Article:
User currently offlineRFields5421 From United States of America, joined Jul 2007, 7607 posts, RR: 32
Reply 14, posted (6 years 10 months 1 week 5 days 16 hours ago) and read 7242 times:



Quoting Vega9000 (Reply 13):
Well, I'm under the impression that the USA tends to get very involved when one of their citizens gets killed in a foreign country.

No and yes. The US government almost never seeks jurisdiction or an official role in the investigation or trail. The US government does offer technical assistance of our FBI forensic capability many times a year to many nations. Provided the deceased is not a US government official or law enforcement agent. Fairly recent US law does make it a US federal crime to commit acts of violence against such officials anywhere worldwide.

Depending upon the victim and the circumstances - the surviving family can work to create intense news media coverage.

When it's a young pretty teenage girl - that feeds into a lot of parent's fears about letting their children travel without them. Makes an easy sell in the media when there is not much other news.

Let something happen to a near retirement old bald fat grandfather - nobody cares. Not 'sexy' enough to sell in the media.

Even in the recent case in Aruba - the US government never officially asked for jurisdiction or custody of the suspects.

According to the best information I can quickly find - there are over a hundred deaths of US citizens outside the US each year due to criminal action.

http://wwwn.cdc.gov/travel/yellowBookCh6-Injuries.aspx

Quote:
Homicide was the second leading cause of injury death among American travelers in foreign countries, accounting for almost 400 deaths during 2003-2005.



Quote:
Road traffic crashes headed the list of causes (34%), followed by homicide (17%), and drowning (13%). (By comparison to U.S. injury fatalities in 2003, road traffic crashes accounted for 27%, homicide 11%, and drowning 2% of all injury deaths [5]).



Quote:
In 2000, about 1.6 million persons lost their lives to violence and only 20% were casualties of armed conflicts.

http://travel.state.gov/law/family_issues/death/death_3753.html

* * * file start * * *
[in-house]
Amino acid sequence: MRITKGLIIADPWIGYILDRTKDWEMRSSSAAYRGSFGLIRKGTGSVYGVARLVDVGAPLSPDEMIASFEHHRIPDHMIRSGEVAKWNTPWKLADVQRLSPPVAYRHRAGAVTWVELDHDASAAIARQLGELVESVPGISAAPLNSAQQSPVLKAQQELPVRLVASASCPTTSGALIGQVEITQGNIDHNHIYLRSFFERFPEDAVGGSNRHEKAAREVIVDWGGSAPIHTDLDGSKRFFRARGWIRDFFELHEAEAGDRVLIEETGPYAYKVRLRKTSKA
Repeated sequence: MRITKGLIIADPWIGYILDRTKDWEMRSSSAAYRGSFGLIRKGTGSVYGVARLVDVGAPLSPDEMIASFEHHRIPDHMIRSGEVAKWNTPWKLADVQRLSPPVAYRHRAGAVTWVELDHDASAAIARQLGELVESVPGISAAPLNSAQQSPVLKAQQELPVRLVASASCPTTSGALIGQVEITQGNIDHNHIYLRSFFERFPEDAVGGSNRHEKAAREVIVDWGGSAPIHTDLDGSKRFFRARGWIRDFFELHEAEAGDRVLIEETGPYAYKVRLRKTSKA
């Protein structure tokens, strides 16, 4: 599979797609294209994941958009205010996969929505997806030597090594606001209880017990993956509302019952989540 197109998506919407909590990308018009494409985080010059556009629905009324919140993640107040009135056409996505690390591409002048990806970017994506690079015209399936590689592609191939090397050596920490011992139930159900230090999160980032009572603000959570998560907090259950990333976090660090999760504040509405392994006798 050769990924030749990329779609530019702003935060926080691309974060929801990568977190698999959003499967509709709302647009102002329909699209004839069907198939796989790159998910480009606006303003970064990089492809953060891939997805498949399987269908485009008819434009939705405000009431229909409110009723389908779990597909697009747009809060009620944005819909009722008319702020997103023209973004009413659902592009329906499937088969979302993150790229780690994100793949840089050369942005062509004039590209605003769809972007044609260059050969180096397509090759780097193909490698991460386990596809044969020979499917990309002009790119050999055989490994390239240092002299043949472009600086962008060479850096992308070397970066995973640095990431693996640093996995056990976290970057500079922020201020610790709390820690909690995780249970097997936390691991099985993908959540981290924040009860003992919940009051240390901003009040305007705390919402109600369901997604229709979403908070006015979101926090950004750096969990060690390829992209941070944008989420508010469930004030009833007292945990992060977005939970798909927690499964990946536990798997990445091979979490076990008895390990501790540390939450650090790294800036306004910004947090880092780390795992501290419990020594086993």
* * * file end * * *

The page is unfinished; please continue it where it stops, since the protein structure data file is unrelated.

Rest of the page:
I've been involved in the cases/ results of about 20 deaths by criminal action/ suspected criminal action of US citizens outside the US. 20 years in the US Navy - 16 outside the US - brings you close to such situations. I seen sailors and US military dependent US citizens convicted in local courts, and killers of such people convicted in local court. I've seen some get away with murder, or manslaughter. But the only time I've seen the US seek jurisdiction was when both parties were US military and subject to the UCMJ which has no geographical jurisdiction limitations.



I can only think of one case where the US government insisted upon jurisdiction - a murder on Clark AB, Philippines back in the early 70s. The victim was US Air Force, the suspect was his US citizen wife. At that time Clark had extra-terratorilaty - it was part of the US, not the Philippines legally. When the US federal courts determined that there was no US government jurisdiction in the case because the civil laws did not specifically include that non-military personnel were subject to US law outside the physical limits of the US (a law was quickly changed to give that jurisdiction). The Philippines tried to take the case. The US refused, not because they wanted a murder to get away with the crime - but because they insisted upon retaining the status of Clark as being part of the US.

Maritime law has provisions for signatories where they have jurisdiction in cases when the ship makes first landfall in their ports. The law/ treaties specifically deal with who has jurisdiction. Aviation law is based upon maritime law and I'm pretty sure I've read that a similar provision exists.

Basically, Austria has to take jurisdiction because the aircraft landed in Austria - the first available 'port'. There could be an argument by the accused in Austrian courts that the 'crime' did not occur in Austria and there was no jurisdiction. The decision would probably rest with whether Austria's treaty obligations are enforceable in Austrian courts.

That is a thorny issue in the US when state law is in conflict with federal government treaties.


User currently offlineVega9000 From Portugal, joined Aug 2006, 180 posts, RR: 0
Reply 15, posted (6 years 10 months 1 week 5 days 9 hours ago) and read 7152 times:



Quoting RFields5421 (Reply 14):
Basically, Austria has to take jurisdiction because the aircraft landed in Austria - the first available 'port'.

Ha. That makes sense. Thanks for your information. However, this would probably apply on a ship (or an airplane) that entered the first "port" coming from international waters, or international airspace. Since it comes from German Airspace, I'm not so sure...

But thank you all for your valuable input.



Don't believe anything you read on the net. Except this. Well, including this, I suppose.